Professor Black claims that “Rome is burning,” which I take to mean that we are in the midst of an economic disaster, and claims that I ignore it because of a theoretical bias.
2008 has been a disaster for Wall Street. A couple of years of steeply rising oil prices has been bad for the automobile industry, and a disaster for the makers of gas guzzlers — namely, GM, Chrysler, and Ford. However, I admit — proclaim — that I do not see 2008 as an economic disaster for the average American. We will see what 2009 will bring, but my characterization of 2008 is largely based on data.
First let’s look at the employment data through November. Employment is down about 2 million, which undoubtably creates stress for a couple of million families. But is that a disaster? Robert Hall and Susan Woodward have a chart comparing the employment dynamics today to the 1982 recession, and find that, in percentage terms, employment declined more rapidly in 1982.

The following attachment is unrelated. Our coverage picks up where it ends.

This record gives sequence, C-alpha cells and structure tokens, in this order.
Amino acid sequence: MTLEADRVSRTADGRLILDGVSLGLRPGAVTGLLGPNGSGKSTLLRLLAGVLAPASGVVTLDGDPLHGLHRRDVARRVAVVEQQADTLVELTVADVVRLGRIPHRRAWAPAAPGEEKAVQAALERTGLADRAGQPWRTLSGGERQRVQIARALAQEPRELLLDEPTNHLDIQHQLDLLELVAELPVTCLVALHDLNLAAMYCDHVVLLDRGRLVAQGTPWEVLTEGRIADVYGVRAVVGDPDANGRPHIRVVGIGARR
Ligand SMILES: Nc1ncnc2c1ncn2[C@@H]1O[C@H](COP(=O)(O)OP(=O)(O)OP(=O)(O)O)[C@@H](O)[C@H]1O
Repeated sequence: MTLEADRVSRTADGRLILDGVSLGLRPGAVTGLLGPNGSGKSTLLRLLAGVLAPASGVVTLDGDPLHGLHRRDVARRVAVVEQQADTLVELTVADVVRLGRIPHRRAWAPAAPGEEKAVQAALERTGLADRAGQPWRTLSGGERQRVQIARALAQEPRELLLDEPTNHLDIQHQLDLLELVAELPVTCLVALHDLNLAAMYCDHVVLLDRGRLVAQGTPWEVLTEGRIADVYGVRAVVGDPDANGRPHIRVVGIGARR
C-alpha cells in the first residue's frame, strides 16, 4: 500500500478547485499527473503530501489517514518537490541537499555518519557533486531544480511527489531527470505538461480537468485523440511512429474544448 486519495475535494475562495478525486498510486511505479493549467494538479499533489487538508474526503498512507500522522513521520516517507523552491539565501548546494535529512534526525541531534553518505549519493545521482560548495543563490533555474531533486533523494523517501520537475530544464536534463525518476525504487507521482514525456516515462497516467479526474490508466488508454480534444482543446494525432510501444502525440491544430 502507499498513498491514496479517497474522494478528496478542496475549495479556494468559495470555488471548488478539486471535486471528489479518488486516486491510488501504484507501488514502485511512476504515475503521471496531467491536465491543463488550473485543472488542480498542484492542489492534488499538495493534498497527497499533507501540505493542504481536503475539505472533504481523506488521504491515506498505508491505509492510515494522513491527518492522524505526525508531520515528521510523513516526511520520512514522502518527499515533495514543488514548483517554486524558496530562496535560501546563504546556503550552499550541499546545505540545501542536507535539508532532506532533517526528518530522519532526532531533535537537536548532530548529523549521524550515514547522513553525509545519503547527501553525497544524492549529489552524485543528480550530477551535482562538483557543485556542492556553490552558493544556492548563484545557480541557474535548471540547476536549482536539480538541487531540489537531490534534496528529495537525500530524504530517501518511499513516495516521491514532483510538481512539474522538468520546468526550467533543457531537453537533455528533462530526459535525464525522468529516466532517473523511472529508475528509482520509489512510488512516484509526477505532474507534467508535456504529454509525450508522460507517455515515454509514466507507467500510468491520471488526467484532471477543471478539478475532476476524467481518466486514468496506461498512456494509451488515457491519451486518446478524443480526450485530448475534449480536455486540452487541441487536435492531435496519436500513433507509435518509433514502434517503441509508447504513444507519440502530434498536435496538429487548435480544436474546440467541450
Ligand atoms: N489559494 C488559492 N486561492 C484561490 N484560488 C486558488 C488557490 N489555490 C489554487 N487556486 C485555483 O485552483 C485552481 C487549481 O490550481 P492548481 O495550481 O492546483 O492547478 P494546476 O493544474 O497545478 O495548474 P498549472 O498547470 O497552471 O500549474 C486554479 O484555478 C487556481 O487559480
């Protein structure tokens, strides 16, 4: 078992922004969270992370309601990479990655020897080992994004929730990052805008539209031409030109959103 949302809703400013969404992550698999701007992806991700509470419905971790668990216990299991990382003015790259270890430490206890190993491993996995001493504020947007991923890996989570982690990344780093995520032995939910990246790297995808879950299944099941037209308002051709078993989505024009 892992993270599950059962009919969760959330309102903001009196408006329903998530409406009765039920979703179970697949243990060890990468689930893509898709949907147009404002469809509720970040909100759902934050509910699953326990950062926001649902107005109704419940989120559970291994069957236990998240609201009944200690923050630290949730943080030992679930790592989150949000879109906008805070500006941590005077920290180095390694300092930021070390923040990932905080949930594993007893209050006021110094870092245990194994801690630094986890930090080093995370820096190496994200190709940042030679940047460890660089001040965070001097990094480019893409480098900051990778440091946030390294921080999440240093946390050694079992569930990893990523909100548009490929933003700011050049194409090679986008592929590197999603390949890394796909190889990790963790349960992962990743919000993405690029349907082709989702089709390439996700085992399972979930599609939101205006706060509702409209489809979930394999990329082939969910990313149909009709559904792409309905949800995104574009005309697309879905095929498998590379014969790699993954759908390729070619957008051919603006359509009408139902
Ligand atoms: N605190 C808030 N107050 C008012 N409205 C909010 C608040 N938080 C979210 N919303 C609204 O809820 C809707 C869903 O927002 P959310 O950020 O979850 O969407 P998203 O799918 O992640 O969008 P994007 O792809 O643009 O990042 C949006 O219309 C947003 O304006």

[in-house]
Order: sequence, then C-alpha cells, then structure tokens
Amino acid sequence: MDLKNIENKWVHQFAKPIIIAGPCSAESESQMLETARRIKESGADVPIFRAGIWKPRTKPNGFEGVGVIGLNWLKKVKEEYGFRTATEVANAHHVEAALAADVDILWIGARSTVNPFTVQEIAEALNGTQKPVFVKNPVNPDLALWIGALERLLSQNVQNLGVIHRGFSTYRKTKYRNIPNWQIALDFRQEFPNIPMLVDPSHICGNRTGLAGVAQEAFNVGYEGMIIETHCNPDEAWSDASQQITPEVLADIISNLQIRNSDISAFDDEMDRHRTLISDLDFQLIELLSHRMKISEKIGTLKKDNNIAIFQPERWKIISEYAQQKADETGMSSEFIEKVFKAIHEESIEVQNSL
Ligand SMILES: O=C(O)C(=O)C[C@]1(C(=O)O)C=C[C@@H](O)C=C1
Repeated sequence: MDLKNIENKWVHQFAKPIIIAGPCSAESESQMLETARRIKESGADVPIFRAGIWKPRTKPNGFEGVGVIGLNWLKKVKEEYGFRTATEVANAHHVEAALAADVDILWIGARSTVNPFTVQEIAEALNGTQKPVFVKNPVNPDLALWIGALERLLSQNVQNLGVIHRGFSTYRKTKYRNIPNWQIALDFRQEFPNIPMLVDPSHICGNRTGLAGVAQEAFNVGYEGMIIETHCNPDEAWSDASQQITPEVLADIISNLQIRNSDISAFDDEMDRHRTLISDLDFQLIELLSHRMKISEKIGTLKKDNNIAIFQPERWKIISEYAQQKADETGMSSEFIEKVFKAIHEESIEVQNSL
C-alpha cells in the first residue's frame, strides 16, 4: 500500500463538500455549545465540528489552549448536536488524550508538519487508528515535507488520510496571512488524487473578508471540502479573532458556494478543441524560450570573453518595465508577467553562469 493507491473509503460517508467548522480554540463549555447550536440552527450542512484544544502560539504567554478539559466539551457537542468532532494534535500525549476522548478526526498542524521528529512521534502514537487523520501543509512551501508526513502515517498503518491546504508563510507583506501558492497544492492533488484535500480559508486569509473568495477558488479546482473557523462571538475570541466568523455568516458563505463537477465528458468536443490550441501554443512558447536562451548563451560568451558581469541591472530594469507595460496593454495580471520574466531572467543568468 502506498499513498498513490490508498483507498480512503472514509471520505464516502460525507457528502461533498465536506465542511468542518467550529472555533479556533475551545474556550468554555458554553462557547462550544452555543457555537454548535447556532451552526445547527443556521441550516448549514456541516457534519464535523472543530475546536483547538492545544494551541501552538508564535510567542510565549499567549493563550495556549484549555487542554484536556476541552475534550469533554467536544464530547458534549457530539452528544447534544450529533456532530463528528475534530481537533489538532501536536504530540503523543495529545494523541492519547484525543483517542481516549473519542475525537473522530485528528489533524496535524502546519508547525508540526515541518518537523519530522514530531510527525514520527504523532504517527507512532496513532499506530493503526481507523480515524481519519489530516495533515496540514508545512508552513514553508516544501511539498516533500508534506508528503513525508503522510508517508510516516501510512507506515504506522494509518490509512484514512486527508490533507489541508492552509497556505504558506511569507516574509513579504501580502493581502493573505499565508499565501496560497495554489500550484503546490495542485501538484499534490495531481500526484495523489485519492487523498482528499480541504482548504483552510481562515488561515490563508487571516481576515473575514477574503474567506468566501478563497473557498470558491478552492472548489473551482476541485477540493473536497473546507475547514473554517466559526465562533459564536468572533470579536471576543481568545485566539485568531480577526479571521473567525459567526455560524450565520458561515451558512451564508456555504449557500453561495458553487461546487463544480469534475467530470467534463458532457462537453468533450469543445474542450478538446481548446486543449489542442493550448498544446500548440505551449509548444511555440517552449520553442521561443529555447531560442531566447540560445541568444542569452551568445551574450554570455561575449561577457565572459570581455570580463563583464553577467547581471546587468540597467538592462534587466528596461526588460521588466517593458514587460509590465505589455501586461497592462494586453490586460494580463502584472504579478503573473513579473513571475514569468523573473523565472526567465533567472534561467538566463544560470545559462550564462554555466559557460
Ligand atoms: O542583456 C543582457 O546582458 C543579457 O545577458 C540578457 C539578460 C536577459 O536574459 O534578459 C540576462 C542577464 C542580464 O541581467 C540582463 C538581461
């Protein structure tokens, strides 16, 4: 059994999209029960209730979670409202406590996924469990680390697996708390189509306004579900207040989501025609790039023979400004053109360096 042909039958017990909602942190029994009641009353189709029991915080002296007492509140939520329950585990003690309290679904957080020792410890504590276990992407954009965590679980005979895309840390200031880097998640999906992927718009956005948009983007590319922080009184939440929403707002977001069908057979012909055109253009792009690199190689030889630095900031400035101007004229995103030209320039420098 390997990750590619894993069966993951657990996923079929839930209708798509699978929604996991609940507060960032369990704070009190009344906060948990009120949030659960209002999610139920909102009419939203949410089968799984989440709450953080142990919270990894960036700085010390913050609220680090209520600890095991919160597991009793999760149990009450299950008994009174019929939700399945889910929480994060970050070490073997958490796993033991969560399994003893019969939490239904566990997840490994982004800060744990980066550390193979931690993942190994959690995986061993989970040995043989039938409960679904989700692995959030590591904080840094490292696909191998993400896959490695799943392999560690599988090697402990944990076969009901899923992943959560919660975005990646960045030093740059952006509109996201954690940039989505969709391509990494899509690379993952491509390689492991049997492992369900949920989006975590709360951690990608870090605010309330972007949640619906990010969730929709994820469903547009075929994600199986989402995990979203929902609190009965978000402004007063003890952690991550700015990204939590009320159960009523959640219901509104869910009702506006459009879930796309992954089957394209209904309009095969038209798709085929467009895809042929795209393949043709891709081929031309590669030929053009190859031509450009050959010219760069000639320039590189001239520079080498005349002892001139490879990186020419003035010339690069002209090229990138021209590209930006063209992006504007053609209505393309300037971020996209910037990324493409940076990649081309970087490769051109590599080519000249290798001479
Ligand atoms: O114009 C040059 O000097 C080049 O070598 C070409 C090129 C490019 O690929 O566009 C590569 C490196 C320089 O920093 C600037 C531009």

By 1982 Q1, productivity had fallen 3 of 4 quarters for a cumulative decline of 2.3 percent. Through 2008 Q3, productivity had risen six consecutive quarters, with an increase of 2.1 percent over the past four. It is very likely that the U.S. will have the most real GDP per capita in its history in 2008, despite the fact that the entire year will be spent in recession (by the employment definition). 
Even the more gloomy forecasts for the next year do not portend disaster. At quarterly rates, GDP growth, Goldman Sachs says, will fall 5/4 percent, 3/4 percent, and 1/4 percent from 2008Q3-Q4, 2008Q4-2009Q1, and 2009Q2. That’s a cumulative decline of 2.3 percent 2008Q3 – 2009Q2, or $200 billion, or about $700 per person. Is that a disaster?
 Through Q3, 2008 GDP was $8,771 billion (seasonally adjusted by the BEA). 2008 population (July) was 303,824,640, so 2008 produced $28,870 per person already through Q3. That means only $9,338 per capita ($2,837 billion in aggregate) needs to be produced in Q4 to break the 2007 record. In other words, if Q4 is within 3 percent of Q3, we break the record. Even the most pessimistic forecasters admit that Q4 real GDP will be greater than that.